NIOSH issues rules to protect underground workers in emergencies
These self-contained self rescuers protect workers exposed to toxic concentrations of fumes, gasses, or smoke, or from confined areas where there is insufficient oxygen during emergencies.
The apparatus consists of a mouthpiece connected to a small container by a breathing hose. The container provides either a supply of compressed oxygen with a chemical system for removing carbon dioxide or a store of chemicals that react to form oxygen and remove carbon dioxide when the device is activated. It is carried on a worker's belt or stored nearby for emergency use.
The devices are used in industries where work is performed underground or in confined spaces such as tunneling operations in construction. They are also used by the Navy and Coast Guard crews for emergency escape from confined work spaces below deck.
The new requirements for testing and certification of closed-circuit escape respirators were set by the National Institute for Occupational Safety and Health. They include:
- Improved performance measures to ensure that the respirators are reasonably rugged since they are used in relatively harsh environments.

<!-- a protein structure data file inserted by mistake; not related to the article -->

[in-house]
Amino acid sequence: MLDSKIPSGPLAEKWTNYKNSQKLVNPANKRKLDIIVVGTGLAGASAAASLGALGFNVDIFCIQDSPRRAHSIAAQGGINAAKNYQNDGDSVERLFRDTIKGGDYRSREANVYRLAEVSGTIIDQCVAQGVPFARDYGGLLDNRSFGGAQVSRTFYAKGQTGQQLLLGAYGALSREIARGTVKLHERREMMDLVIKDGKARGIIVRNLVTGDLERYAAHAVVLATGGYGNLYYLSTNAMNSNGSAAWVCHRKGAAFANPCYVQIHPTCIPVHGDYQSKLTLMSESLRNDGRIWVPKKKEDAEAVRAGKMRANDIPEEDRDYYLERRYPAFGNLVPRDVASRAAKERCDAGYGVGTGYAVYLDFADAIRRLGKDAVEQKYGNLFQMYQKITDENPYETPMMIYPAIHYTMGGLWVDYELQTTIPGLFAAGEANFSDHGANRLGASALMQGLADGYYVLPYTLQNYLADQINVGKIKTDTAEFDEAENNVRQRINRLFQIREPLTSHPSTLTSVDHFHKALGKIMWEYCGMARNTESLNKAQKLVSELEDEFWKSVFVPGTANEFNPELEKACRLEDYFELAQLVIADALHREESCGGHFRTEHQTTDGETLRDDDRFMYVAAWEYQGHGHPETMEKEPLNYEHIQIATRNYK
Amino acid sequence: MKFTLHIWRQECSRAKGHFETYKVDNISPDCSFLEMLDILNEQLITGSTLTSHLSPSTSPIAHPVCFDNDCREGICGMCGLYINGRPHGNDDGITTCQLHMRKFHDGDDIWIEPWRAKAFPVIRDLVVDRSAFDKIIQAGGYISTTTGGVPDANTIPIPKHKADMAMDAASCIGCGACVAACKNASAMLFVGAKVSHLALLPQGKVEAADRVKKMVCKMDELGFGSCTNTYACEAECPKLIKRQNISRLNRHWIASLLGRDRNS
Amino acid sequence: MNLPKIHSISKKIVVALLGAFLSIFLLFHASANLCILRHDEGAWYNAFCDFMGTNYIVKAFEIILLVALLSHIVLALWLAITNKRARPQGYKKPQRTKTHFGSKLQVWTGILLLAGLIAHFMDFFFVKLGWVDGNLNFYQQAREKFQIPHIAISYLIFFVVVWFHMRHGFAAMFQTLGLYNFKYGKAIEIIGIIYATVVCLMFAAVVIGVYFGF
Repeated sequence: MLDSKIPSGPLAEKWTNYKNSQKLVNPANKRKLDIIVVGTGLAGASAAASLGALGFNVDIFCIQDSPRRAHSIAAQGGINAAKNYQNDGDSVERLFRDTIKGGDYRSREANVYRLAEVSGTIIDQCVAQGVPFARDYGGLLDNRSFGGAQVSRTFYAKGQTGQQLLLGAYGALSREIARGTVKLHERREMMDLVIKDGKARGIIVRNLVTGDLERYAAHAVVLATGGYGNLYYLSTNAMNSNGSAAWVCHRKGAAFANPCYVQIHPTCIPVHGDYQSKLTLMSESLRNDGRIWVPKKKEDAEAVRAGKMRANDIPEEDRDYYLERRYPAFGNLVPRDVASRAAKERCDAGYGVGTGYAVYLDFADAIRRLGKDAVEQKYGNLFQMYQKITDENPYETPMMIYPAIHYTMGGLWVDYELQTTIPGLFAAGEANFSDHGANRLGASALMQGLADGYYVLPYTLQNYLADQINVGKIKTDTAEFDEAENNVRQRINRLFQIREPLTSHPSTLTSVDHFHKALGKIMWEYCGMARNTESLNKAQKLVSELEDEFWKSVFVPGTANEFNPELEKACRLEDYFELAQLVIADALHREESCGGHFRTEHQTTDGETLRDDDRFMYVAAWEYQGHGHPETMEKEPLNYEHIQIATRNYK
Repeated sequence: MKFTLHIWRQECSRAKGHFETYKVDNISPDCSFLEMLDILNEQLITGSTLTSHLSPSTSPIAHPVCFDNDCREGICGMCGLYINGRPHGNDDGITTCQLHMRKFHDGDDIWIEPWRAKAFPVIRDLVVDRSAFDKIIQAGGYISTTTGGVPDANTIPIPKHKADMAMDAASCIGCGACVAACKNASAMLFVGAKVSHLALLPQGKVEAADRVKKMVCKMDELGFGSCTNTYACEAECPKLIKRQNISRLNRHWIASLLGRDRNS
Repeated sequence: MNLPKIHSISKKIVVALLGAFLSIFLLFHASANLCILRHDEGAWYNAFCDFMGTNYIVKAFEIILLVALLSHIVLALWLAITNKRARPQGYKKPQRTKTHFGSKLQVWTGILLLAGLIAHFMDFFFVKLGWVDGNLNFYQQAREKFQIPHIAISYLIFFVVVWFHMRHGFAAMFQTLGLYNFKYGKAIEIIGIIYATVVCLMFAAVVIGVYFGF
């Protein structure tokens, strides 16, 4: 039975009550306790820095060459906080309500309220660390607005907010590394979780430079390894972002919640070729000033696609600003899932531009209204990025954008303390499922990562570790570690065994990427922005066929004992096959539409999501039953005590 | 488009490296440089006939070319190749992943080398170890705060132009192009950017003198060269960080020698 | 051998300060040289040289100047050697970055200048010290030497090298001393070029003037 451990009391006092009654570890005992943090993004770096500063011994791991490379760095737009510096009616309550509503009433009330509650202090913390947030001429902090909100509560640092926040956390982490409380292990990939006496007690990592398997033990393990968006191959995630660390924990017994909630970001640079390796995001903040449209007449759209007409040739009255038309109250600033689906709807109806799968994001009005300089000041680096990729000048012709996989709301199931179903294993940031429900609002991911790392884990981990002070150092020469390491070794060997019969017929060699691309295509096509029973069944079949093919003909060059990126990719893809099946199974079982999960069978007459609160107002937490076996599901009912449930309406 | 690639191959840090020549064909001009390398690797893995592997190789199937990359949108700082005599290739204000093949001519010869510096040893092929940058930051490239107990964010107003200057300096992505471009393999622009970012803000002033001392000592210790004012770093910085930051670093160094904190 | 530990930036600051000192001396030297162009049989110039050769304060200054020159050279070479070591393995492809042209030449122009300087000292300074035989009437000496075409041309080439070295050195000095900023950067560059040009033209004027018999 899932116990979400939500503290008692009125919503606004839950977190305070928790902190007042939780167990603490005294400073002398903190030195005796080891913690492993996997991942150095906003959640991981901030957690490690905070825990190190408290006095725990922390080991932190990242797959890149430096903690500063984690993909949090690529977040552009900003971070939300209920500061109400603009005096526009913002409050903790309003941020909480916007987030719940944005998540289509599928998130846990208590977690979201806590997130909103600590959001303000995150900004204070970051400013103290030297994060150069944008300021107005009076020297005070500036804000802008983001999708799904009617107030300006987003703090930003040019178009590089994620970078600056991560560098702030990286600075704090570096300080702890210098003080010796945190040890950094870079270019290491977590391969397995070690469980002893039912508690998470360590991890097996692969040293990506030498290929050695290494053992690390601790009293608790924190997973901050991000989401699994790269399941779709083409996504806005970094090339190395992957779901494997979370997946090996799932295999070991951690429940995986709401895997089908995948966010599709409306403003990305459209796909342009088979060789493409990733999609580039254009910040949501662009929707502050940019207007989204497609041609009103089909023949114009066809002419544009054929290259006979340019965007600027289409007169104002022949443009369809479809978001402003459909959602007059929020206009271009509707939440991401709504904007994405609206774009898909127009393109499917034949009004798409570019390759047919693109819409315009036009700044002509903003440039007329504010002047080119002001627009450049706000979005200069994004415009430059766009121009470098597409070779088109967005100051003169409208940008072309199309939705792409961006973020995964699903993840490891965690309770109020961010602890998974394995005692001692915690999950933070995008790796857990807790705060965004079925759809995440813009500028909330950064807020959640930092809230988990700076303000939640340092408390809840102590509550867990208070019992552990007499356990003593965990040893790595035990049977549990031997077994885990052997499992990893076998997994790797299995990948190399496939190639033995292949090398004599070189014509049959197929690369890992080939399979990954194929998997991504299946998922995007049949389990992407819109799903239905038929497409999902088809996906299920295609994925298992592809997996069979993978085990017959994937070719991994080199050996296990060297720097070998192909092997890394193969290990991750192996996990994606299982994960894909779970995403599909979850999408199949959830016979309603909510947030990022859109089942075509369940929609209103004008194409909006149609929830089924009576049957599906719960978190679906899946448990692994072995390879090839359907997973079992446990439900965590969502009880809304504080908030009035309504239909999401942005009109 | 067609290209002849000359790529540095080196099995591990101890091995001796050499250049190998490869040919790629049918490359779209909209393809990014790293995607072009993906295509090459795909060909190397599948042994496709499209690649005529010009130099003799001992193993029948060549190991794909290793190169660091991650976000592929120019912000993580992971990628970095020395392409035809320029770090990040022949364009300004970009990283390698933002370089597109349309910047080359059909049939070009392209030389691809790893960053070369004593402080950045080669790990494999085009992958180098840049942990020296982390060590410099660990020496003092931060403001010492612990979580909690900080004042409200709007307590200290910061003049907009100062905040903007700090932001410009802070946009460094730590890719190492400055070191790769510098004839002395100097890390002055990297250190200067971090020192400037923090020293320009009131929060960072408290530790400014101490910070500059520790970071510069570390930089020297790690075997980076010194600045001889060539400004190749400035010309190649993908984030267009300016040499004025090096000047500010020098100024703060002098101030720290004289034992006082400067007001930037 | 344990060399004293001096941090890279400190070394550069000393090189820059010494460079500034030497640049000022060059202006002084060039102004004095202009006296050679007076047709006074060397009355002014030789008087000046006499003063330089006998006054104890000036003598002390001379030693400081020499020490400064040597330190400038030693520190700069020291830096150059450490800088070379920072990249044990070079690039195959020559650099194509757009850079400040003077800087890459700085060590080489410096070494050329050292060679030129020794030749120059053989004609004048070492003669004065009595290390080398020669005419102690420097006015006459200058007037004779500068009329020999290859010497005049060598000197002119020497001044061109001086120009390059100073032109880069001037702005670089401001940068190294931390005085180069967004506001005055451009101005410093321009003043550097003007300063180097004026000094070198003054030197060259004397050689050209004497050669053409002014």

- A new capacity rating system in which devices will be tested and certified on the volume of usable oxygen they supply. The previous rules were based on the duration of time the devices were expected to provide oxygen. But "in an actual emergency escape, a user may use up the oxygen supply in a shorter time than someone using the device in a test under laboratory conditions," NIOSH explained.
- New design requirements that will allow NIOSH in field evaluations to check units to determine whether harsh working conditions or harsh treatment have diminished the performance of the units and remove those with defects or damage.
- Upgraded testing standards with more stringent verification of the quality and quantity of breathing gas supplied by the devices to establish a more reliable testing process using a mechanical breathing simulator rather than human subject.
The rules were announced March 8 and take effect 30 days later. However, manufacturers will be allowed to manufacture and sell previously approved closed-circuit escape respirators for three years, giving them time to meet the new requirements.
Read more at the WorkersComp Forum homepage.
April 16, 2012
Copyright 2012© LRP Publications